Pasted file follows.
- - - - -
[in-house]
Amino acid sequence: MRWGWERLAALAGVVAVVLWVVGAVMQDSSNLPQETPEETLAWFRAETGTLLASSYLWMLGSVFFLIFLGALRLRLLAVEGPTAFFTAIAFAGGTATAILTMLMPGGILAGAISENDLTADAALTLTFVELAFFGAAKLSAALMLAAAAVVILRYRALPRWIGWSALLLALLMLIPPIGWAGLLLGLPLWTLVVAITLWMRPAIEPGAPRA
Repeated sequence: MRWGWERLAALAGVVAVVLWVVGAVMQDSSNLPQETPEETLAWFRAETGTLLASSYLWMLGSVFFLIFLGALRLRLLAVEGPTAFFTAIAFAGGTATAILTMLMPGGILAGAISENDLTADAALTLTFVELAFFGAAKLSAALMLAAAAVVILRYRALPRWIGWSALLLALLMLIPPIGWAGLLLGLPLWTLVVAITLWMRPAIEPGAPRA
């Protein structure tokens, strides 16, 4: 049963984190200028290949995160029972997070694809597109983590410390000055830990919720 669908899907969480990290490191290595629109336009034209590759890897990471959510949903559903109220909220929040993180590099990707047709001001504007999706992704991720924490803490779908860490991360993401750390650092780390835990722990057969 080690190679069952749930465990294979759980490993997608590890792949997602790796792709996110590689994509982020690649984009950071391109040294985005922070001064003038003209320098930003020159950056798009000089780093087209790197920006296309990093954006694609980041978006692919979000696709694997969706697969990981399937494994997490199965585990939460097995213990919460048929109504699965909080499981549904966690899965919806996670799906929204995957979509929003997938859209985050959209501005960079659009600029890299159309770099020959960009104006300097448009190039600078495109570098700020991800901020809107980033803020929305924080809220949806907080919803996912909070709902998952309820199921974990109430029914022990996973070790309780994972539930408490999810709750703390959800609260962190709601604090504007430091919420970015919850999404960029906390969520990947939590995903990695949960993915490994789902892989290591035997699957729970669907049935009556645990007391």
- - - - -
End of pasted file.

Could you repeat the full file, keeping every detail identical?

[in-house]
Amino acid sequence: MRWGWERLAALAGVVAVVLWVVGAVMQDSSNLPQETPEETLAWFRAETGTLLASSYLWMLGSVFFLIFLGALRLRLLAVEGPTAFFTAIAFAGGTATAILTMLMPGGILAGAISENDLTADAALTLTFVELAFFGAAKLSAALMLAAAAVVILRYRALPRWIGWSALLLALLMLIPPIGWAGLLLGLPLWTLVVAITLWMRPAIEPGAPRA
Repeated sequence: MRWGWERLAALAGVVAVVLWVVGAVMQDSSNLPQETPEETLAWFRAETGTLLASSYLWMLGSVFFLIFLGALRLRLLAVEGPTAFFTAIAFAGGTATAILTMLMPGGILAGAISENDLTADAALTLTFVELAFFGAAKLSAALMLAAAAVVILRYRALPRWIGWSALLLALLMLIPPIGWAGLLLGLPLWTLVVAITLWMRPAIEPGAPRA
């Protein structure tokens, strides 16, 4: 049963984190200028290949995160029972997070694809597109983590410390000055830990919720 669908899907969480990290490191290595629109336009034209590759890897990471959510949903559903109220909220929040993180590099990707047709001001504007999706992704991720924490803490779908860490991360993401750390650092780390835990722990057969 080690190679069952749930465990294979759980490993997608590890792949997602790796792709996110590689994509982020690649984009950071391109040294985005922070001064003038003209320098930003020159950056798009000089780093087209790197920006296309990093954006694609980041978006692919979000696709694997969706697969990981399937494994997490199965585990939460097995213990919460048929109504699965909080499981549904966690899965919806996670799906929204995957979509929003997938859209985050959209501005960079659009600029890299159309770099020959960009104006300097448009190039600078495109570098700020991800901020809107980033803020929305924080809220949806907080919803996912909070709902998952309820199921974990109430029914022990996973070790309780994972539930408490999810709750703390959800609260962190709601604090504007430091919420970015919850999404960029906390969520990947939590995903990695949960993915490994789902892989290591035997699957729970669907049935009556645990007391």